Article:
Staying in the line of fire with Kim Ha Neul (My Girlfriend is an Agent), I’ve finally dived into yet another Korean movie to help take that step further in foreign film.
Looking at a more recent take on Korea, 2011’s Blind is about Min Soo-ah who is a police cadet in training that gets involved in a serious car accident which kills her brother and causes her to go blind. Three years on, a serial killer is rampant in the city, kidnapping young women off of the streets. Luring Min Soo-ah into his car (pretending to be a cab driver), he thinks she is an easy target. After accidentally driving into another young woman, he shoves her into the trunk of his car. Not knowing exactly what went on, Min Soo-ah successfully escapes, but this leads to her mission to survive this murderer with the help of a very skeptical but enthusiastic police officer and a kid.
As a killer thriller type genre, it certainly sticks to its roots and gives that intense suspense, especially halfway through the film where Min Soo-ah is being guided but Kwon Gi-sub on the iphone to help her escape the infamous killer. Unfortunately, because this part is so intense and makes you hold your breath for her, you suddenly expect more moments like this throughout the rest of the film, but it fails to do that.
Usually in a thriller, I like my villains to be more mysterious and extra brutal (but that’s just my bloody preference) with the guessing game of who the killer actually is. With Blind, you automatically know who the murderer is but the reason why is sort of worked, with less mystery, was because poor Min Soo-as is blind, so the audience is seeing what she can’t and we build up this direct panic for her.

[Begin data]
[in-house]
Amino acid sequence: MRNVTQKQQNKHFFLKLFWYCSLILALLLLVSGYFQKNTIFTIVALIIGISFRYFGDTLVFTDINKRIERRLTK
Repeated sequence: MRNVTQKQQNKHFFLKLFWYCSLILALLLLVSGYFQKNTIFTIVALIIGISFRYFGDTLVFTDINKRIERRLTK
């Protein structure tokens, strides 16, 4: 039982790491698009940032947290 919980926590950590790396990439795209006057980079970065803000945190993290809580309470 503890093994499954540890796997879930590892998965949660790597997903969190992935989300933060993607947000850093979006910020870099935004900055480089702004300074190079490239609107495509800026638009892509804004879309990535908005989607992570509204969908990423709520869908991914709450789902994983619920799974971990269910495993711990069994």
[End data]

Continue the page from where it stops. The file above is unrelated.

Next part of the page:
The great thing about the character of Min Soo-ah was that, even though she is blind, she’s had that police training so she knows all the ropes of self defense and is quite quick and smart too. She also uses her other senses (smell, touch, sound) to help solve who the killer is and to survive his threats. So although she’s a blind witness, she knows her stuff. Her crime solving partner, Detective Jo brings a little light heartedness to the film “trying to put the pieces together”.
Not adding much to the genre, Blind is a great thriller to enjoy without putting too much thought into it. When life gives you lemons, you make lemonade.